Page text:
Type Your Listenership: an Exploration of Listenership in Instant Messages
Tannen, Deborah F
This study investigates listenership in Instant Messages among five Korean females including the researcher via KakaoTalk messenger (KakaoTalk), a free instant messaging application popular in South Korea. The goal is 1) to explore listenership practices in written digital discourse; 2) to elucidate the vital role of listenership in the co-construction of digital conversation; and 3) to see how the medium KakaoTalk, age-related social relations among friends, and the Korean language are intertwined to express listenership in Instant Messages. The study extends previous research on minimal responses, conversational styles, and framing phenomena in spoken conversation to written digital discourse. Specifically, 1) I demonstrate that minimal responses vary according to age, and listeners repeat them and change the forms of minimal responses as support work; 2) building on Tannen's (2005) concept of machine gun questions, I identify what I call machine gun listenership, consisting of both machine gun questions as well as machine gun answers to indicate enthusiasm and interest in speakers' talk; and 3) drawing on theories of framing including Tannen and Wallat (1987), Tannen (2006), and Gordon (2008, 2009), I show how listeners use framing phenomena such as reframing, discursive frame shifts, re-alignment toward previous messages, and rekeying through contextualization cues like parentheses and an animated sticker. I also suggest a system of primary and secondary floors that helps illuminate the way participants shift between speaker and listener roles. This study thus extends concepts and insights developed in the study of listenership in spoken interaction to written digital conversation conducted on instant messaging.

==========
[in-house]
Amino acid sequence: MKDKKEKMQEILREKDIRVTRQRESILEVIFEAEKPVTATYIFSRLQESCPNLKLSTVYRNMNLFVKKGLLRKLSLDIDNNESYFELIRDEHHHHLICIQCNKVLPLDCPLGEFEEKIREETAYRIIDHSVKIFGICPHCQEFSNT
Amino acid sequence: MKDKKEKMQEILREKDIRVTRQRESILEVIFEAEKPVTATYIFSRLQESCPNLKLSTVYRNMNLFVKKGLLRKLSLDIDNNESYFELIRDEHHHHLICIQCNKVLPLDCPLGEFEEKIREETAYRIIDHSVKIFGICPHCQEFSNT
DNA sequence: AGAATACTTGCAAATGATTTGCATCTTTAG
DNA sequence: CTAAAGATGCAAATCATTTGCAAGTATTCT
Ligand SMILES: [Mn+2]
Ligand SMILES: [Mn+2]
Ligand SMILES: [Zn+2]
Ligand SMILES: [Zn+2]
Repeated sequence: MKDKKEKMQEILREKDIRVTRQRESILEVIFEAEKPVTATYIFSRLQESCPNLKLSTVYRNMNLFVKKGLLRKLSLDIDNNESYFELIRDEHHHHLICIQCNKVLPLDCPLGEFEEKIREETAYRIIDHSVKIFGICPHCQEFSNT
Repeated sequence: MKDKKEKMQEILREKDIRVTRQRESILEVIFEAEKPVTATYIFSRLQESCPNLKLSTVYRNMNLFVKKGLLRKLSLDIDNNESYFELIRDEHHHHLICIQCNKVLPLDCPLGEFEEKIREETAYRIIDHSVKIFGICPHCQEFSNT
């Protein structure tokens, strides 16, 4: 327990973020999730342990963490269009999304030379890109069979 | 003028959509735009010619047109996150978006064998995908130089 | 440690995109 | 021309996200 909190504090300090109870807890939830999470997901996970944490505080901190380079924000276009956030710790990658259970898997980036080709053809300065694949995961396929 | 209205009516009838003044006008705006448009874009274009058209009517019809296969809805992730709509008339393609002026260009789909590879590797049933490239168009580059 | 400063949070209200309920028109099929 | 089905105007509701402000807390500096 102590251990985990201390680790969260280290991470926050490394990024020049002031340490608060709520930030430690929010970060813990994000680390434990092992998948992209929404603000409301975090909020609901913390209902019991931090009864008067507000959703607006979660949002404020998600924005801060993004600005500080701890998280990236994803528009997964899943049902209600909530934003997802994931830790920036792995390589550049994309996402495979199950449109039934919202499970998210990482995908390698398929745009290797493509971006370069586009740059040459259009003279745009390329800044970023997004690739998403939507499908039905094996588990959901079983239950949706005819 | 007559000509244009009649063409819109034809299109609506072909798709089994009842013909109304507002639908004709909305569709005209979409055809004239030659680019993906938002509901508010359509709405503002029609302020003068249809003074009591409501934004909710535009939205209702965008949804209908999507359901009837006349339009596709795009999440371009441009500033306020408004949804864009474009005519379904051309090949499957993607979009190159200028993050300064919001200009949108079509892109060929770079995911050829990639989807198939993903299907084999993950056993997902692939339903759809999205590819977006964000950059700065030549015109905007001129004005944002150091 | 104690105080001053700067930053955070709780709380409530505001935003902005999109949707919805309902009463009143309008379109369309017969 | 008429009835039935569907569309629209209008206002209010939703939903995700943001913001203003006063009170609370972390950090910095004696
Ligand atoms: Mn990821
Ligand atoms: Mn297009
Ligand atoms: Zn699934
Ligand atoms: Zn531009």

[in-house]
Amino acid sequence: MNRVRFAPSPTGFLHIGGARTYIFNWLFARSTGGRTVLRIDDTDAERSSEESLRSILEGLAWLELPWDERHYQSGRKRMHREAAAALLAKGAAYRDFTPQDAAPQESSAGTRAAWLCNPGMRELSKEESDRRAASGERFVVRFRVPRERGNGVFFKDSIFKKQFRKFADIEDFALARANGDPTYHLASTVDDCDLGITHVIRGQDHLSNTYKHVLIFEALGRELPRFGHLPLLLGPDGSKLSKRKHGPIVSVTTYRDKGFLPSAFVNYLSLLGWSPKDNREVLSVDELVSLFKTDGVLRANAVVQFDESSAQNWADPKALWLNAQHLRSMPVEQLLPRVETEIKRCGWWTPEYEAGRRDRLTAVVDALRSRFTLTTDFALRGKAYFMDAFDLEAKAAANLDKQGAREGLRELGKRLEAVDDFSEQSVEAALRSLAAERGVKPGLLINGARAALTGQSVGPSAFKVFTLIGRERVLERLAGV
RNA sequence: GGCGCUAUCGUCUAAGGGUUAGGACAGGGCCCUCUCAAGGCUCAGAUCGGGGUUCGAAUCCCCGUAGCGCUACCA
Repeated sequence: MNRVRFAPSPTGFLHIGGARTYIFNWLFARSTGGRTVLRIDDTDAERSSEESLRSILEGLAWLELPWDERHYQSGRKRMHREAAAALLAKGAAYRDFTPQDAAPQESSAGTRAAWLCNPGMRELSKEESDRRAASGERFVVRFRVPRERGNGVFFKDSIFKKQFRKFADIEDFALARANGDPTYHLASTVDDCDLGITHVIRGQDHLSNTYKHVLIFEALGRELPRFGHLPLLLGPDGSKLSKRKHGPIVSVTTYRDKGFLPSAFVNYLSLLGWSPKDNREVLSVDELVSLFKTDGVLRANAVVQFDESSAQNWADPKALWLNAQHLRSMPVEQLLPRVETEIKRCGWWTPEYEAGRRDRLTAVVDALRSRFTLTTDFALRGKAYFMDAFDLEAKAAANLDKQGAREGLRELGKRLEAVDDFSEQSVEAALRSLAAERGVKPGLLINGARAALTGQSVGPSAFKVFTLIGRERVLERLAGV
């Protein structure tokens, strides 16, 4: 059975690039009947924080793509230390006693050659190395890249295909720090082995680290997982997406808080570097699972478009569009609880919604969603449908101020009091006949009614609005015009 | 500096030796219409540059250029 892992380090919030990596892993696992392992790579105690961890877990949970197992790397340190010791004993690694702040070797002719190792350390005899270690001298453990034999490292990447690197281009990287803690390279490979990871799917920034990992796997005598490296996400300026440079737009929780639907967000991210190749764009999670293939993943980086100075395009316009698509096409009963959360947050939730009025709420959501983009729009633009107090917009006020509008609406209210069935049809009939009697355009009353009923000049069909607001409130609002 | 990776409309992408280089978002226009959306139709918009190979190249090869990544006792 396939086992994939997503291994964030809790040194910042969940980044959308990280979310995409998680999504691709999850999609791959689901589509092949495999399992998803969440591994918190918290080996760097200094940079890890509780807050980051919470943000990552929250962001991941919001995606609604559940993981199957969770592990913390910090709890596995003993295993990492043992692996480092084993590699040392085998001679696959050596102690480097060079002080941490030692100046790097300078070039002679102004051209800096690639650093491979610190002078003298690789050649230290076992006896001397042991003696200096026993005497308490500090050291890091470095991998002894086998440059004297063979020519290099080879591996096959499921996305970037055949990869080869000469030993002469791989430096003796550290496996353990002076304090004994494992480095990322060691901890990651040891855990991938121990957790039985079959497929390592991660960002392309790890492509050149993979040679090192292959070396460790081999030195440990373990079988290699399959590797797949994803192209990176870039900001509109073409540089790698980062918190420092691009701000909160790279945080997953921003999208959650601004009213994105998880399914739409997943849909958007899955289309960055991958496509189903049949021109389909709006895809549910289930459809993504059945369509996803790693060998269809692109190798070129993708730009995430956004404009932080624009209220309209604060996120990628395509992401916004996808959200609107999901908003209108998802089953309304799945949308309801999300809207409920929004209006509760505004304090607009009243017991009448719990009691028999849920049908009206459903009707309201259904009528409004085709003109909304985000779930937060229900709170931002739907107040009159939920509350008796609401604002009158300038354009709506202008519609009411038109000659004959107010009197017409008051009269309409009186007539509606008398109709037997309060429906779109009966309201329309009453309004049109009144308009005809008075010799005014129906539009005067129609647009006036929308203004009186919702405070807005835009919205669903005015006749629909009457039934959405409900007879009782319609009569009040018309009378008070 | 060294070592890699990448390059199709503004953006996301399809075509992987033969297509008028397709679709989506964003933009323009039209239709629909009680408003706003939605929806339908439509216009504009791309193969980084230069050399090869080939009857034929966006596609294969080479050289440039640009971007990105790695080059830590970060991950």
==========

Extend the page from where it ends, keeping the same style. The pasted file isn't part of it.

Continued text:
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Instant Messaging in Korean Families: Creating Family through the Interplay of Photos, Videos, and Text Choe, Hanwool (Georgetown University, 2020)Extending previous research on family interaction (e.g., Tannen, Kendall, and Gordon 2007; Gordon 2009) and online multimodal discourse (e.g., Gordon forthcoming), I use interactional sociolinguistics to analyze instant ...